The Smithers community marked the National Day of Awareness for Missing and Murdered Indigenous Women, Girls and Two-Spirited People (MMIWG2-S), also known as Red Dress Day, with two ceremonies May 5.
One was held at the Dze L K’ant Friendship Centre, where they had tents set up, a sacred fire burning and were making Bannock for everyone to enjoy. There were many community members who stopped by to receive educational materials for their children and participate in the ceremonies.
At one point, Muheim Elementary School children’s voices wafted up the street singing a song as they approached the ceremonies. They lined up and one of the young students read a statement on behalf of the students giving their condolences to the family members of missing and murdered people and singing a special song they had picked out for them.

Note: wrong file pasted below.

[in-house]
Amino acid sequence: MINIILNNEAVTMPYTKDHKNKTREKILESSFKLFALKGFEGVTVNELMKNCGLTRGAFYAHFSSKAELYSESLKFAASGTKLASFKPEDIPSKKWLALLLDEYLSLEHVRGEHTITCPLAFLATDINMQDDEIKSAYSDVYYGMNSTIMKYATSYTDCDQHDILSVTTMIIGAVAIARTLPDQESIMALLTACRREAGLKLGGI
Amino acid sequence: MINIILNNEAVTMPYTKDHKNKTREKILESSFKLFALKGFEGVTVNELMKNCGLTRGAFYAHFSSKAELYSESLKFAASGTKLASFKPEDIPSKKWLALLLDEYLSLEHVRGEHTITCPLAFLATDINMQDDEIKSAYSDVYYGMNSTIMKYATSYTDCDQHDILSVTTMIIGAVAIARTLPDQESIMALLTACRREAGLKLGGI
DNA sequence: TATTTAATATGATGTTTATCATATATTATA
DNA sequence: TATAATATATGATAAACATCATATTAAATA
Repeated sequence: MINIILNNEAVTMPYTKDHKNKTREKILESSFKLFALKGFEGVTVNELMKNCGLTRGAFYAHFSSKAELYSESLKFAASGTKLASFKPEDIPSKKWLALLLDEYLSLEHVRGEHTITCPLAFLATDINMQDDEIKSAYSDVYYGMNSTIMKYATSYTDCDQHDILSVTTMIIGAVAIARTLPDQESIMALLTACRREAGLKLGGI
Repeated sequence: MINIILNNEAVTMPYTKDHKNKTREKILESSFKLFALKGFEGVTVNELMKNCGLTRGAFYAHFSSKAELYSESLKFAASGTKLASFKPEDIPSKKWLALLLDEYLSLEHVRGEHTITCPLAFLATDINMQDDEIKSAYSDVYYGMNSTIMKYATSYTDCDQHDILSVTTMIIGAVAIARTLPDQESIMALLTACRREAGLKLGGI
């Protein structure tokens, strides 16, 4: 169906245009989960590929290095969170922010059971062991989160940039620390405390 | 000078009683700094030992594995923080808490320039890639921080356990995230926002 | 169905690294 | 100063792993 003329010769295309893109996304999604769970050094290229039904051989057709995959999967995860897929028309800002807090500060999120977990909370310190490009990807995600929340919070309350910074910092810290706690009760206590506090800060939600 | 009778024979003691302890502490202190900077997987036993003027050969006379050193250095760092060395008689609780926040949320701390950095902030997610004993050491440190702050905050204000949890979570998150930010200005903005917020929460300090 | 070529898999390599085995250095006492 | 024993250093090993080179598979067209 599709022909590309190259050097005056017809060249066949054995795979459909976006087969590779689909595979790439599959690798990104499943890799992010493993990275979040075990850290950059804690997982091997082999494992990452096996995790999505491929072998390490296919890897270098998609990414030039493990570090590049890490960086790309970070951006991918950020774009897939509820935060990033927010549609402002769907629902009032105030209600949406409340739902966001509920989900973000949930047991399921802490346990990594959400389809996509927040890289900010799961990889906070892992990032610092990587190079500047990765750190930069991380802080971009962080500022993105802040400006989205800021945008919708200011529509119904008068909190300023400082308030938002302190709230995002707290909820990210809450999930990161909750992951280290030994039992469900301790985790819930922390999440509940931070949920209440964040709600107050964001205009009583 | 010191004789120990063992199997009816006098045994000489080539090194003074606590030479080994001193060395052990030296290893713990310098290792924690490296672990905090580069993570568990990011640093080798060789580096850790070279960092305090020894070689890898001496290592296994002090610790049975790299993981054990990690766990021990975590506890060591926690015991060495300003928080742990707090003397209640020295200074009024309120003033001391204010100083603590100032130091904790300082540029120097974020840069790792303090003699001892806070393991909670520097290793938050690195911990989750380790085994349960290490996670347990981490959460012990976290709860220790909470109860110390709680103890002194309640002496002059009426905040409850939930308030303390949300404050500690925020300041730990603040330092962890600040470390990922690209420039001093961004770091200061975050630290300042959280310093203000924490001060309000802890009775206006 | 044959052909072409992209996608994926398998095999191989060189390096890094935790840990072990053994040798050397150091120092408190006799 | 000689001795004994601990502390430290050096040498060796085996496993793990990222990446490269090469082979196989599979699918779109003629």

It brought tears to many eyes watching, and then the students gave a bouquet of red roses to Sonya Palmer, a residential school survivor, who visits Muheim classes to share her stories.
Later in the day, there was an impromptu gathering of the families of MMIWG2-S, on Highway 16, across from the Smithers RCMP detachment. They were there to tell family stories of loss and grief.
Some expressed anger that the RCMP are still marginalizing those who have gone missing and making little to no progress on their loved ones’ cases.
A huge frustration for those gathered was a perceived lack of communication from the RCMP regarding any information about their daughters, mothers and aunts, they said.
It was an emotionally charged gathering that the RCMP did not attend.